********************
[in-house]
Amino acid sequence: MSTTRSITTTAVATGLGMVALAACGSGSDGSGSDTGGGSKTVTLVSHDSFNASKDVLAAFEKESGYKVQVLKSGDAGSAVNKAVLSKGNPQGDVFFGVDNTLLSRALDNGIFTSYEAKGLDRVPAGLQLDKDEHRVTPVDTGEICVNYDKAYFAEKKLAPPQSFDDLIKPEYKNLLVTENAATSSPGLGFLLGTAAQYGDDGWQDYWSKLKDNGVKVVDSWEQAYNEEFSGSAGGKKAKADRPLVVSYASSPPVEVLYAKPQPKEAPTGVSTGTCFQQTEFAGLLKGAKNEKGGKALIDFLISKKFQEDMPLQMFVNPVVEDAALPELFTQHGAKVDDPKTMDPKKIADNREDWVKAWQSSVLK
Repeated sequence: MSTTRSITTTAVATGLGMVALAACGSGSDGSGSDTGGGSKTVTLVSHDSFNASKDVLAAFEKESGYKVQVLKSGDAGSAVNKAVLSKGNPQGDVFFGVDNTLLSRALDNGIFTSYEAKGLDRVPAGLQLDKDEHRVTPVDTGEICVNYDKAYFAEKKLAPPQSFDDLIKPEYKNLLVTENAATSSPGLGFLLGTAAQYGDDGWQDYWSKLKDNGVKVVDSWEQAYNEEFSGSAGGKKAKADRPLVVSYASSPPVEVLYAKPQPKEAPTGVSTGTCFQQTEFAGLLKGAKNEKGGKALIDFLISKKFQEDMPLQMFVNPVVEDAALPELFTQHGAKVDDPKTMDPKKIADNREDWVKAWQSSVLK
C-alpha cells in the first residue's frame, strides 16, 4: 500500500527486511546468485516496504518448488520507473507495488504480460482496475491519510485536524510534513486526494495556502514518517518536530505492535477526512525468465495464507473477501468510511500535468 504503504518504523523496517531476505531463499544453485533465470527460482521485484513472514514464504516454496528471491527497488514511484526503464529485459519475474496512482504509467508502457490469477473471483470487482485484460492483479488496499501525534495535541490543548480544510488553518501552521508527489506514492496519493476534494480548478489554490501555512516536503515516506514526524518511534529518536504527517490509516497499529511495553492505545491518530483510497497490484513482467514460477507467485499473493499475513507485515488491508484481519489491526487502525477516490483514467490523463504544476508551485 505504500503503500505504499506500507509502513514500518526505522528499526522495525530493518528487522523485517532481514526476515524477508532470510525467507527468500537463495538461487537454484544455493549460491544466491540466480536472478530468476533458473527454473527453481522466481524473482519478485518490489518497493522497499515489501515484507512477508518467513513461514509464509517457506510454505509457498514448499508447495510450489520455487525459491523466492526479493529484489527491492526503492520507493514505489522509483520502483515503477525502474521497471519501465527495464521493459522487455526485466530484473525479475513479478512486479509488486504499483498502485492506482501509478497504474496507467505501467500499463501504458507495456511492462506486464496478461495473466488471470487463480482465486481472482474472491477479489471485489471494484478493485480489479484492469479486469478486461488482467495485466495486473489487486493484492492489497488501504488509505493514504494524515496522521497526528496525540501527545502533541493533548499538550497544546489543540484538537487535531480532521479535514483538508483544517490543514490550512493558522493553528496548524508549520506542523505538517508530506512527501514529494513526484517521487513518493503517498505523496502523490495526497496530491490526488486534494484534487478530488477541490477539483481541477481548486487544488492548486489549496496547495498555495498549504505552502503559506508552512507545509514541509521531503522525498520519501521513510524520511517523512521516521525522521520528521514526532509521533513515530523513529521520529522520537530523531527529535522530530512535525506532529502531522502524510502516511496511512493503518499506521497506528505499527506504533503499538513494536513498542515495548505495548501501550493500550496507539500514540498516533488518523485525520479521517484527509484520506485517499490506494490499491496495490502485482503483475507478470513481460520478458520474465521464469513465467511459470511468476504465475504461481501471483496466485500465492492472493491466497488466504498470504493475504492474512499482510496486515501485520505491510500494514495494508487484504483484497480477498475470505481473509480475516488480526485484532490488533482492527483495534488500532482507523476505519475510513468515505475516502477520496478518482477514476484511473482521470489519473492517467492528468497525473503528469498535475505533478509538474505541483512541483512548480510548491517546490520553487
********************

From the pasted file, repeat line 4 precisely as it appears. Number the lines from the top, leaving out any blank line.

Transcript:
C-alpha cells in the first residue's frame, strides 16, 4: 500500500527486511546468485516496504518448488520507473507495488504480460482496475491519510485536524510534513486526494495556502514518517518536530505492535477526512525468465495464507473477501468510511500535468 504503504518504523523496517531476505531463499544453485533465470527460482521485484513472514514464504516454496528471491527497488514511484526503464529485459519475474496512482504509467508502457490469477473471483470487482485484460492483479488496499501525534495535541490543548480544510488553518501552521508527489506514492496519493476534494480548478489554490501555512516536503515516506514526524518511534529518536504527517490509516497499529511495553492505545491518530483510497497490484513482467514460477507467485499473493499475513507485515488491508484481519489491526487502525477516490483514467490523463504544476508551485 505504500503503500505504499506500507509502513514500518526505522528499526522495525530493518528487522523485517532481514526476515524477508532470510525467507527468500537463495538461487537454484544455493549460491544466491540466480536472478530468476533458473527454473527453481522466481524473482519478485518490489518497493522497499515489501515484507512477508518467513513461514509464509517457506510454505509457498514448499508447495510450489520455487525459491523466492526479493529484489527491492526503492520507493514505489522509483520502483515503477525502474521497471519501465527495464521493459522487455526485466530484473525479475513479478512486479509488486504499483498502485492506482501509478497504474496507467505501467500499463501504458507495456511492462506486464496478461495473466488471470487463480482465486481472482474472491477479489471485489471494484478493485480489479484492469479486469478486461488482467495485466495486473489487486493484492492489497488501504488509505493514504494524515496522521497526528496525540501527545502533541493533548499538550497544546489543540484538537487535531480532521479535514483538508483544517490543514490550512493558522493553528496548524508549520506542523505538517508530506512527501514529494513526484517521487513518493503517498505523496502523490495526497496530491490526488486534494484534487478530488477541490477539483481541477481548486487544488492548486489549496496547495498555495498549504505552502503559506508552512507545509514541509521531503522525498520519501521513510524520511517523512521516521525522521520528521514526532509521533513515530523513529521520529522520537530523531527529535522530530512535525506532529502531522502524510502516511496511512493503518499506521497506528505499527506504533503499538513494536513498542515495548505495548501501550493500550496507539500514540498516533488518523485525520479521517484527509484520506485517499490506494490499491496495490502485482503483475507478470513481460520478458520474465521464469513465467511459470511468476504465475504461481501471483496466485500465492492472493491466497488466504498470504493475504492474512499482510496486515501485520505491510500494514495494508487484504483484497480477498475470505481473509480475516488480526485484532490488533482492527483495534488500532482507523476505519475510513468515505475516502477520496478518482477514476484511473482521470489519473492517467492528468497525473503528469498535475505533478509538474505541483512541483512548480510548491517546490520553487